Following a great lunch with Uncle Jim, Aunt Brenda, and Hugh, Scotty and I caught a train to London. I think this was my tenth visit to London and each time I am here I fall more in love with this place. It’s such a vibrant, exciting, beautiful, strange, exotic, and diverse city. There is so much there: streets lined with Middle Eastern kebab stands and hookah restaurants – the sweet smoke wafting through the air and the sounds of foreign tongues filling your ears, Oxford Street with its high street shops (the ones that line every shopping street in the UK: Zara, Boots, H&M, River Island, Monsoon) and sidewalks choked with shoppers, Fleet Street and it’s beautiful historic buildings rich with history and legal precedent, quiet Georgian neighborhoods centered around small but immaculate gardens, Chinatown with its tempting dim sum restaurants, strange butcher shops, and littered alleyways, Hyde, Regent, and Richmond parks – carved out spaces of peace and beauty, the chaos of Leister Square and Piccadilly Circus, the ubiquitous black cabs (so much better than the yellow NYC cabs), Harrods and Selfridges – the world’s most famous stores, Covent Garden and its festival atmosphere and talented street entertainers, the busy and dirty Thames, Tower Bridge, the National Gallery, British Museum (where you can see one of the first copies of the Magna Carta), V&A, the Tates and other museums beyond counting, and of course the West End and it’s history of great drama. And I could go on and on. Scotty and I weren’t faced with any lack of things to do, but a bit of an overwhelming sense that there was so much to do. We resigned ourselves to both having to give in on something we really wanted to see (Scotty had to skip the British Museum, I had to skip seeing herds of red deer in Richmond Park) and just fit in as much as we possibly could. And we’ve promised ourselves a return trip in the near future.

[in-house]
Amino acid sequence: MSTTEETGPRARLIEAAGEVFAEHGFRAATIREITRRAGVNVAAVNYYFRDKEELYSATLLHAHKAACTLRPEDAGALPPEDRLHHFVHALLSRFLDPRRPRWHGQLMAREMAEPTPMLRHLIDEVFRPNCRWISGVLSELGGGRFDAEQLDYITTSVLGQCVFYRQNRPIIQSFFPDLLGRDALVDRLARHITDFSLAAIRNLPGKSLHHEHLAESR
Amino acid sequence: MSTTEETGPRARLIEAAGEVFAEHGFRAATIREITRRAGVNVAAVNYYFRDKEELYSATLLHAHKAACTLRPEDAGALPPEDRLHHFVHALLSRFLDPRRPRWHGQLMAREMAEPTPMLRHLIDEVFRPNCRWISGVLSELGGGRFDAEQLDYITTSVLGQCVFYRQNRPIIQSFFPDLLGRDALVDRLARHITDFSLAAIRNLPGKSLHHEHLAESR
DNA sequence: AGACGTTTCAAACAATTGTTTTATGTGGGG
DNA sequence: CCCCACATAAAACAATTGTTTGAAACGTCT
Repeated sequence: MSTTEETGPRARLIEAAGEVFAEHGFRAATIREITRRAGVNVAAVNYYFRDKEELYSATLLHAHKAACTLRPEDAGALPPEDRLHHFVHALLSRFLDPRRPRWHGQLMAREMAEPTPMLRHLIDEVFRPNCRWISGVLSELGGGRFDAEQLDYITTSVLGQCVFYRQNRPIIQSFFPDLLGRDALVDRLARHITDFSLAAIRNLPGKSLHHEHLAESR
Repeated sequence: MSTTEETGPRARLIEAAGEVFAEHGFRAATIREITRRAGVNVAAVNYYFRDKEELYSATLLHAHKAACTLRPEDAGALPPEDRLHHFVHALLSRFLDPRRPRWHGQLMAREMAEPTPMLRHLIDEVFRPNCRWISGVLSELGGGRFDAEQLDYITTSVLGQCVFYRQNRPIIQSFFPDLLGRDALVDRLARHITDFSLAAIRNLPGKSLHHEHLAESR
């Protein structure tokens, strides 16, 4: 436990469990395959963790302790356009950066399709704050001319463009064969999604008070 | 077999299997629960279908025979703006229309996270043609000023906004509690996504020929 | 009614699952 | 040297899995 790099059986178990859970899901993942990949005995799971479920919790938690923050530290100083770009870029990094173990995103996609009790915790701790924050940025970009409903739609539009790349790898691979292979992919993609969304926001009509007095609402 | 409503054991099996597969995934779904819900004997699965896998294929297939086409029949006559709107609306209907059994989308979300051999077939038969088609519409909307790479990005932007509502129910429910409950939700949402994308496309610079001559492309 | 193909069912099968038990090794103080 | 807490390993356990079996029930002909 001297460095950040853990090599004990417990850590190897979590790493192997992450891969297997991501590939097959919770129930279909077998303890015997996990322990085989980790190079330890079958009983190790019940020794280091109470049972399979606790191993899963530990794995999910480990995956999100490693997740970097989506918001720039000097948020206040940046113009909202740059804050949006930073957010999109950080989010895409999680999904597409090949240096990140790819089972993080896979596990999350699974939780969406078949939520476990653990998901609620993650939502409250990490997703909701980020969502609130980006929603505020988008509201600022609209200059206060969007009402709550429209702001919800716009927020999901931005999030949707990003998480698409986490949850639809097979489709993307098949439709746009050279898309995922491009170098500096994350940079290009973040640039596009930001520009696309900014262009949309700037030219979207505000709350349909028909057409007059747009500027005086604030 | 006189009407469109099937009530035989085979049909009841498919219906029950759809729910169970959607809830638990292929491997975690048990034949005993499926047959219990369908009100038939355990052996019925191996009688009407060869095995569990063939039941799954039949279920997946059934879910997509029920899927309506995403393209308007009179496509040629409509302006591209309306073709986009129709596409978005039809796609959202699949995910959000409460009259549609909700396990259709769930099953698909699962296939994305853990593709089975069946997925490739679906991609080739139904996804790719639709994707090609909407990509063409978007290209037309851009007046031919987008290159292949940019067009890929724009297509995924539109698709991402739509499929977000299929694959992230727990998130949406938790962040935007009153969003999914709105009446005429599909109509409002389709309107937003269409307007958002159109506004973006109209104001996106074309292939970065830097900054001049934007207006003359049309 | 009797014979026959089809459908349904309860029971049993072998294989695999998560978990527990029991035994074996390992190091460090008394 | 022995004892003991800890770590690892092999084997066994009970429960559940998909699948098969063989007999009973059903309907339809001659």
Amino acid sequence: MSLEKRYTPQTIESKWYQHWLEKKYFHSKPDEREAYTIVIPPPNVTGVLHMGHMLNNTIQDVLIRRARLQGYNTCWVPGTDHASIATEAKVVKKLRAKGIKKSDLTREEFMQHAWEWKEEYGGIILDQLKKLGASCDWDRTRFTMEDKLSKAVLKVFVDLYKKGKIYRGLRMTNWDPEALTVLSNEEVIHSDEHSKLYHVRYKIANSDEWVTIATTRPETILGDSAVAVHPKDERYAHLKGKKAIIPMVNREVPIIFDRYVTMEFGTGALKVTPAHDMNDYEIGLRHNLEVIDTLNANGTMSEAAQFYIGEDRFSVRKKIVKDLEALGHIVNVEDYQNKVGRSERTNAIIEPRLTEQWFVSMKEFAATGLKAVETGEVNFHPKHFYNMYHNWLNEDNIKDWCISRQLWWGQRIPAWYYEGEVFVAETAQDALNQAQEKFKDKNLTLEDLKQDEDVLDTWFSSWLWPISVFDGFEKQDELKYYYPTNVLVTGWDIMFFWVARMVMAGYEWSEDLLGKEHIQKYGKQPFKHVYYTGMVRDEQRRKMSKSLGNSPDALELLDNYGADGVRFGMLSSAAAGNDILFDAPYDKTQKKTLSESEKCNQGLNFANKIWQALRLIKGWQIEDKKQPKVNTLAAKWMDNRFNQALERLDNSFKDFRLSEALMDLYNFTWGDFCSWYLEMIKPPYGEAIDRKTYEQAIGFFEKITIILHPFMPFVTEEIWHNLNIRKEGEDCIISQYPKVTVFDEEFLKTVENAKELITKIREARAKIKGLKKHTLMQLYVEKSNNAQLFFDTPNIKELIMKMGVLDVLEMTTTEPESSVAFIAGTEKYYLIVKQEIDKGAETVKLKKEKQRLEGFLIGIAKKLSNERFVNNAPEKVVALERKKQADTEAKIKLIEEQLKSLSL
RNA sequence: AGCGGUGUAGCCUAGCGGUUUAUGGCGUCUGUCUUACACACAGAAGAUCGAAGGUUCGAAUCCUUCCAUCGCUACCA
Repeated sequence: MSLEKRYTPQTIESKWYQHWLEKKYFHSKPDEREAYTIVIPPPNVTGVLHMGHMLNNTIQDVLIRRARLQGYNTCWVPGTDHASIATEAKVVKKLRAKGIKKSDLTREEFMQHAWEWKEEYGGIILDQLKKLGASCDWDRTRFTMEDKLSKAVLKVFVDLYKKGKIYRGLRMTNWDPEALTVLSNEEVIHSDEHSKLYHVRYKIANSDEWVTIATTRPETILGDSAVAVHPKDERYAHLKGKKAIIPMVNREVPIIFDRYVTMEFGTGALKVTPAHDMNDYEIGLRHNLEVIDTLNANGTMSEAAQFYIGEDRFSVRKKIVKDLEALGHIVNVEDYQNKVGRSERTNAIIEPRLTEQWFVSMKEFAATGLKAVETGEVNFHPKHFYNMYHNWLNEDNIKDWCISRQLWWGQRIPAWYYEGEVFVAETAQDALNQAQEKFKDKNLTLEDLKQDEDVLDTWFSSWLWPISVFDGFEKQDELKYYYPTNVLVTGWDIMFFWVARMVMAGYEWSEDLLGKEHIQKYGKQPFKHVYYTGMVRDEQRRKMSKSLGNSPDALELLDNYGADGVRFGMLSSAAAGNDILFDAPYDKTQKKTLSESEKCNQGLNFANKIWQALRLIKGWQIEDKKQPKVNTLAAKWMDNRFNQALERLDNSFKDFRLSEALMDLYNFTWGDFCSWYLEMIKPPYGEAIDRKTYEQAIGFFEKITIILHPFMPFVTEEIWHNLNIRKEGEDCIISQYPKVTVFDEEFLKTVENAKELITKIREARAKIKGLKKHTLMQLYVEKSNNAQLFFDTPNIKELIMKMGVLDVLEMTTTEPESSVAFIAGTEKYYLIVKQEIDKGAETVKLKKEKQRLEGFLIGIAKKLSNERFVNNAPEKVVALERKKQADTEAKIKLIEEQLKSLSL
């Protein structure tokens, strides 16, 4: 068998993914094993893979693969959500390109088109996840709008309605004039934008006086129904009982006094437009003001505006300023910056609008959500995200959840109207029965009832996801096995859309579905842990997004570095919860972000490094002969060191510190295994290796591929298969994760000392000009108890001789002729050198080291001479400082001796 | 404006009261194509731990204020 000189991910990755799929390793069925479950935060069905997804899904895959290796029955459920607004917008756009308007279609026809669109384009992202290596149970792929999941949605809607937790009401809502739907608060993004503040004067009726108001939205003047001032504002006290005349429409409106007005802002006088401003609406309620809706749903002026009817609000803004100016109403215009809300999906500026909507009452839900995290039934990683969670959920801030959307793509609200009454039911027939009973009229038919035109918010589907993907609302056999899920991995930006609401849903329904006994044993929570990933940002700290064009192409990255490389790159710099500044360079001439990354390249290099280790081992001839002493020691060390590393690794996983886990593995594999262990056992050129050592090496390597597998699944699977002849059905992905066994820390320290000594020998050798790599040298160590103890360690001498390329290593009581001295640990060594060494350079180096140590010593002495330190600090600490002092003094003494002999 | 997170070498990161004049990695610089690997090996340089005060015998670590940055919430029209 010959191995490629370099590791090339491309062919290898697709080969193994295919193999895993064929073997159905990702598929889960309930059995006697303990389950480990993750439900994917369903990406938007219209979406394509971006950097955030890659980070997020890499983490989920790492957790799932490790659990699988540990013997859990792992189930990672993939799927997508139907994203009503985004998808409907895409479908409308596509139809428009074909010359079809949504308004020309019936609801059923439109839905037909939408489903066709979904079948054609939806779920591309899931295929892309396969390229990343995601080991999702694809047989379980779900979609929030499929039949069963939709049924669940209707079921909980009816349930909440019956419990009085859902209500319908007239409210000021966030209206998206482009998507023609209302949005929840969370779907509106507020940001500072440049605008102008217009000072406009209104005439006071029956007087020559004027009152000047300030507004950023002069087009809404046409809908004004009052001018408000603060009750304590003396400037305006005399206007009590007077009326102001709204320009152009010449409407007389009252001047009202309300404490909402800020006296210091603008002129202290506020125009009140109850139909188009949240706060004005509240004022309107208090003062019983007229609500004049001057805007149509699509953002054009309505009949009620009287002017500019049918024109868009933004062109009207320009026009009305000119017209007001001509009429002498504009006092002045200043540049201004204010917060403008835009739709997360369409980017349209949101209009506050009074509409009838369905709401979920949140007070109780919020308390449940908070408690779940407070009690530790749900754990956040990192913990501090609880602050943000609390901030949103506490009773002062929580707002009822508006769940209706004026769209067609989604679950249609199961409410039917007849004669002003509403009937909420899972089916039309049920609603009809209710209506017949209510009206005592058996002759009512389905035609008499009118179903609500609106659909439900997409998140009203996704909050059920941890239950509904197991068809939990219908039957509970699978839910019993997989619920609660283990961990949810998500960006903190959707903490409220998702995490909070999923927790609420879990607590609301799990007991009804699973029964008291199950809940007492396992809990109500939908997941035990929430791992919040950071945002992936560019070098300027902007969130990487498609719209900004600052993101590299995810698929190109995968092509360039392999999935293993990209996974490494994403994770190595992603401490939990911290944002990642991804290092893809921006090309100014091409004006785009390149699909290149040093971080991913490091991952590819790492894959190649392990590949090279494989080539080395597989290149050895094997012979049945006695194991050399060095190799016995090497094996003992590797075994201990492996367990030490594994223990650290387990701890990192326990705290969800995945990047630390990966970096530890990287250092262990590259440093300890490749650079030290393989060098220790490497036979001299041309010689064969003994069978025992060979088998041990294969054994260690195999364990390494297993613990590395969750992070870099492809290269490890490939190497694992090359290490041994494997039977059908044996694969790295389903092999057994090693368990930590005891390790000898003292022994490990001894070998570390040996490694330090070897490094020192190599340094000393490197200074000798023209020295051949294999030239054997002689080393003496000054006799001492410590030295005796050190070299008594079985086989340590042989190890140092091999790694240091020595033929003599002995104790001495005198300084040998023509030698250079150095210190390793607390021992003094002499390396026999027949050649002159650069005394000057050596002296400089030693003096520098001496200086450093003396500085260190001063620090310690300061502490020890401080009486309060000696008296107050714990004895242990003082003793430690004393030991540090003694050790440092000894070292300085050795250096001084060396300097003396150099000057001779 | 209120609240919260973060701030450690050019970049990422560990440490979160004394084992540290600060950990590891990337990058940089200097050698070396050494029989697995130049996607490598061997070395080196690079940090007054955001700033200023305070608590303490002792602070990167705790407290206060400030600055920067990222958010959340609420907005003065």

Once we’d made our way to the hotel, we ditched the suitcases and hopped on the Metro making our way over to Westminster Abbey (not to be confused with Westminster Cathedral and Westminster Chapel) where we planned to attend their evening Easter service. Due to delays on the Metro we were a few minutes late but were able to slip in before they closed the doors. I must say that I felt very sorry for the poor minister who was left guarding the gates and given the task of sorting curious tourist from sincere worshipper – he looked haggard and thoroughly annoyed by the time we got through the crown and expressed our desire to attend the service. The service was beautiful and an elderly nun gave the sermon and it was perfect. She had such a sweet, calm, kind, and assured presence and her message was beautifully celebratory.
Although it did seem weird to leave the service and then take pictures of the church, we went ahead and snapped some – so here is Westminster on Easter: